Military Adaptability Clashes With Established Doctrine

January 27, 2011
By Robert K. Ackerman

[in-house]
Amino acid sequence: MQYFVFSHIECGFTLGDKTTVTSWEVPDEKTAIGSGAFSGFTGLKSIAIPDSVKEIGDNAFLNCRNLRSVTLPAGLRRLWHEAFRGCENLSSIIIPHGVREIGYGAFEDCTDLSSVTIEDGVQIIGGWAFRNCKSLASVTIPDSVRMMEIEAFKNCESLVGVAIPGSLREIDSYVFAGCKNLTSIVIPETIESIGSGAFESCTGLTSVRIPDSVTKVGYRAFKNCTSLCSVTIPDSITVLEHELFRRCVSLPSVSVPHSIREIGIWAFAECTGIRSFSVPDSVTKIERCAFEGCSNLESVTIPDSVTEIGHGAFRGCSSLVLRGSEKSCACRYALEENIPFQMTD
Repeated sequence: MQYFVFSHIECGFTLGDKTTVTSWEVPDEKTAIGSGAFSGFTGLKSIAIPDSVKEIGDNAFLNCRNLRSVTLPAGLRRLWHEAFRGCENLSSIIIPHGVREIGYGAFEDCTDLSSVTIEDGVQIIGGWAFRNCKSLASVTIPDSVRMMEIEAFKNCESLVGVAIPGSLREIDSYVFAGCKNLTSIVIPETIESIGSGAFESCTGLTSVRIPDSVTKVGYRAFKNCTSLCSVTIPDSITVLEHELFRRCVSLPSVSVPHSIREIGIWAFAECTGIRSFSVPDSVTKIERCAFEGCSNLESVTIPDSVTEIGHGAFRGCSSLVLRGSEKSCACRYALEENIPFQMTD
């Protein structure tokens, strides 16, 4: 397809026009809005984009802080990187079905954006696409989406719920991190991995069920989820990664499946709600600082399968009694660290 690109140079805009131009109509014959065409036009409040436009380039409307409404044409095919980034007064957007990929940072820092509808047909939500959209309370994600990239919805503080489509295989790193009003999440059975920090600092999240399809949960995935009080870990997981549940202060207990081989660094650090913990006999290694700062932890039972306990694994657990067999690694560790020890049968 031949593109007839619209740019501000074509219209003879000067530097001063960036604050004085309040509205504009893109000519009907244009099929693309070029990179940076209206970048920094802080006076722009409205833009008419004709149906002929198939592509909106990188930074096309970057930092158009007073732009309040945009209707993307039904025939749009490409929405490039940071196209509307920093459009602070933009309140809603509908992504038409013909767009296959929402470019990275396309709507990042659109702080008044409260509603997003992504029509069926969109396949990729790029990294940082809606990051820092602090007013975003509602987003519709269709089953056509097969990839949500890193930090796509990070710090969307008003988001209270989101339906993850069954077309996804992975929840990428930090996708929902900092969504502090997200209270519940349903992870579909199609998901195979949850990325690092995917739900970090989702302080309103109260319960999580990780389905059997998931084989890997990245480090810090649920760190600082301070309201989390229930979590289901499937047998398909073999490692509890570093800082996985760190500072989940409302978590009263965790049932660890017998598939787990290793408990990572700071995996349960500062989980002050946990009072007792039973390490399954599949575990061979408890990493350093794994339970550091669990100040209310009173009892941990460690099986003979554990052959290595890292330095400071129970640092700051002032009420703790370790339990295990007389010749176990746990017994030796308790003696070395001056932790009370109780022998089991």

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Most analysts recognize the need for the defense community to be able to adapt to changes, but established techniques and procedures often block progress. The two chairmen of a Defense Science Board study on enhancing adaptability offered suggestions on how traditional roadblocks can be overcome. Alfred Grasso, president and chief executive officer, the MITRE Corporation, and Dr. William A. LaPlante, head, Global Engagement Department, Johns Hopkins University Applied Physics Laboratory, told a roundtable audience at West 2011 about four themes that dominated the study. One theme, preparing for degraded operations, generated some concern in the study. LaPlante related that one common characteristic is that militaries that trained with realistic degraded operations-brutal honesty and realism-did much better than those that didn't. While the realism of degraded operations across the services is good at the command level, the operational level is another story. With two exceptions-cyber and space-the realism is not there at that level. LaPlante called for more realism in operational exercises, and he cited the advantages of red/blue teaming-where technicians and engineers find vulnerabilities and fix them simultaneously. Grasso supported the idea of planned adaptability. "Adaptability often is viewed as a responsive act," he said. "However, adaptability and preparation are inexorably linked."

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